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Securing an early check-in for Room 200 at a Quality Inn on a nondescript highway at noon was like leading a high-level trade negotiation. It took one reservation clerk and two supervisors to sign off on the only time we had that week to grab an hour of pleasure. Blame it on my raging libido and a scheduling crunch. Motel sex or nothing? Nothing is not the correct answer.
After a five-year sex drought, I am in a sexual relationship again. At times, it’s all I can think about. When I see Ed, the sex usually comes first.
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Who knew, in my 60s, that sex could feel this powerful? I had missed my sexual self, and for me now there is a sense of urgency around it that I’ve never experienced before. That urgency only makes the sex hotter. I think Ed would tell you the same.
Sex and intimacy disappeared from my landscape when my husband died. Their presence in my life had in part defined me. So did their absence. At some point, I started referring to myself as “celibate.” It seemed more like a glass half-full approach. It’s just a word but it made me feel better — as though I had agency, a choice in the matter. Then I reconnected with Ed, a man I had profiled for a local magazine decades ago. He’d unearthed the article I’d written during a move and found me.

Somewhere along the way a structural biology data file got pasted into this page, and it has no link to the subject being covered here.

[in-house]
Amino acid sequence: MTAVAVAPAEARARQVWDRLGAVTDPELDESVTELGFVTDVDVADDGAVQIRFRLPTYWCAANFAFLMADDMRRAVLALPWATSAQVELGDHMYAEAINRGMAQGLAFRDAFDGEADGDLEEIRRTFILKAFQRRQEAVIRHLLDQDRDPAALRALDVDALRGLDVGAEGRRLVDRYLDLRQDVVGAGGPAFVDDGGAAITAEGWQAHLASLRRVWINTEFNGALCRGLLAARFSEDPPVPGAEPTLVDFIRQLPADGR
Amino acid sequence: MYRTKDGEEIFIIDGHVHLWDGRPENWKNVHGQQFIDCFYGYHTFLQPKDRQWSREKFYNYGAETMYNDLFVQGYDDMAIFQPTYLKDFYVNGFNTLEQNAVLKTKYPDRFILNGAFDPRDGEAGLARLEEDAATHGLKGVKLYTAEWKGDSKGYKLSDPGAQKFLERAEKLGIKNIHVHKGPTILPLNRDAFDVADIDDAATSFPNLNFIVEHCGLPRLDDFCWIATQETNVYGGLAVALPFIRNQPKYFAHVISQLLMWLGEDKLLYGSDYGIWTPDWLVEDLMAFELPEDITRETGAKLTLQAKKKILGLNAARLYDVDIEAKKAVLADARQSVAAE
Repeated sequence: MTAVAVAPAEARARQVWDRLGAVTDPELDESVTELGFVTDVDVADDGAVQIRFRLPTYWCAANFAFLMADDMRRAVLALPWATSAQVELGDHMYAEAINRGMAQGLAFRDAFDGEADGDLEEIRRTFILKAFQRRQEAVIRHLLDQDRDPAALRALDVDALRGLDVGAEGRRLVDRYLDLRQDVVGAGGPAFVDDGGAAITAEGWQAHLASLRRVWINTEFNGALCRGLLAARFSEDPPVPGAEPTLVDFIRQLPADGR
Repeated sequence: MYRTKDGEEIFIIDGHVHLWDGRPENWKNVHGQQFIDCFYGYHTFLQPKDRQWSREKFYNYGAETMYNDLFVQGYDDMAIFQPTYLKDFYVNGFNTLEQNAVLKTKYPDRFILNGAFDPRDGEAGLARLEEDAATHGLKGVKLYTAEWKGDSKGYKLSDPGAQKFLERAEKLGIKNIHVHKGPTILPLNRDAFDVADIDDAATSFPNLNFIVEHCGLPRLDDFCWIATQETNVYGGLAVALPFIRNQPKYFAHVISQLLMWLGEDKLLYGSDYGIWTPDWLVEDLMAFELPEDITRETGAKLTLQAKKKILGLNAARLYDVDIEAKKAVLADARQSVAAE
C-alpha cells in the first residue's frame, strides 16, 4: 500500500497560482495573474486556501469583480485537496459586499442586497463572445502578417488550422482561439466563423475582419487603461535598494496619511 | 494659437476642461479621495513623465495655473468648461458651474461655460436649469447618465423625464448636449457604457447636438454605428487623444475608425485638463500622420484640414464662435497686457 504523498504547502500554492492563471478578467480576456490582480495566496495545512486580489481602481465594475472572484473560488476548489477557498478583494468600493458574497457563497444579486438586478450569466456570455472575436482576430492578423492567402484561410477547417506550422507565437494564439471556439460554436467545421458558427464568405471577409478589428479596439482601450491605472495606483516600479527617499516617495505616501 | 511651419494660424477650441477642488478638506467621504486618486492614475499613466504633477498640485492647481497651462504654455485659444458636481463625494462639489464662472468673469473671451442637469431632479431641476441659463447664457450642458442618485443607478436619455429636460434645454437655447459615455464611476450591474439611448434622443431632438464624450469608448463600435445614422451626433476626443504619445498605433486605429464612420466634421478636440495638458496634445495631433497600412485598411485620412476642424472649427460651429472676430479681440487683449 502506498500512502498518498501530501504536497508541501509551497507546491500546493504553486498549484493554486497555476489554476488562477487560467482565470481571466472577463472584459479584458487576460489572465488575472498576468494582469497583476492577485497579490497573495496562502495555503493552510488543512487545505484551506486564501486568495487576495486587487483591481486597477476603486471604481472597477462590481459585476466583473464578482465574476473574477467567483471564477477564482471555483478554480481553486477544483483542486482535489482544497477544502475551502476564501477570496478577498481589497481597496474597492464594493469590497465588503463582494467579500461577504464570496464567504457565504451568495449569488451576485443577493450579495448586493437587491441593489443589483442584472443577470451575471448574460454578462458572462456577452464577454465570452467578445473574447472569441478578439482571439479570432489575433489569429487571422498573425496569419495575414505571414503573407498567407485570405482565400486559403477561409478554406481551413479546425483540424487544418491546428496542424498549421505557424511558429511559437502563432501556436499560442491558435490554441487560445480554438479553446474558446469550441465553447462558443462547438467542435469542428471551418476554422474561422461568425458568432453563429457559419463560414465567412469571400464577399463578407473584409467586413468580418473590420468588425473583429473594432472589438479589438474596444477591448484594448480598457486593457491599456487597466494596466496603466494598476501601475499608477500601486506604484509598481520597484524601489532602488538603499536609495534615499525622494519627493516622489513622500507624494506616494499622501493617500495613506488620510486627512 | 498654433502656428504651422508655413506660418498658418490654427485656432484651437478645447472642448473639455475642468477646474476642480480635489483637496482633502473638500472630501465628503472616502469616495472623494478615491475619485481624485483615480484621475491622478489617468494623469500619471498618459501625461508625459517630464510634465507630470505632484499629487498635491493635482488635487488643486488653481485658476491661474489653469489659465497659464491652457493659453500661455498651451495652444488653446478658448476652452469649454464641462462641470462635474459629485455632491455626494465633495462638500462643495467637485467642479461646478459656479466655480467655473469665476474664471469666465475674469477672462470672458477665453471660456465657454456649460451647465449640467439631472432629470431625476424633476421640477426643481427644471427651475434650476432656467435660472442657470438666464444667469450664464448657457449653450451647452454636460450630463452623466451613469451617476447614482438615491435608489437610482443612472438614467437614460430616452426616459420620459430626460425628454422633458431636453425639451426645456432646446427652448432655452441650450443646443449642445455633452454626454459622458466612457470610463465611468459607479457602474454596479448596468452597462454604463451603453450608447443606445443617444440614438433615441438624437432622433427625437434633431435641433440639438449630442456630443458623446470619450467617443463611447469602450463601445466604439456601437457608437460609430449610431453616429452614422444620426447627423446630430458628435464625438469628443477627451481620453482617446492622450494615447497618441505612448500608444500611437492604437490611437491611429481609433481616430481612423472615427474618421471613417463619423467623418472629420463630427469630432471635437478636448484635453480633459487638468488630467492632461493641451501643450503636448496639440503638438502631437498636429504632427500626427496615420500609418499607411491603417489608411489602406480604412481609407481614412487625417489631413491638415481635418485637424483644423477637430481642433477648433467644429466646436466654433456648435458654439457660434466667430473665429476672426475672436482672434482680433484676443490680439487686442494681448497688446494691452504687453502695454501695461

Finally, I figured, I was having sex again, just like everyone else.
But what I discovered in conversations with friends, sexual wellness professionals and physicians is that a lot of older people in committed relationships aren’t having sex at all. And while many couples are OK with that, others, understandably, are distraught about it.
One man I talked to told me his wife informed him when she turned 60 that she was done with sex. That was eight years ago. A woman I know says she misses the “sex bunny” she used to be but that her sex drive shut down when she was in her mid-50s. As she frames it: “We could do it, but it would be pitiful. You get sore and you get tired. What we’ve got left are memories.”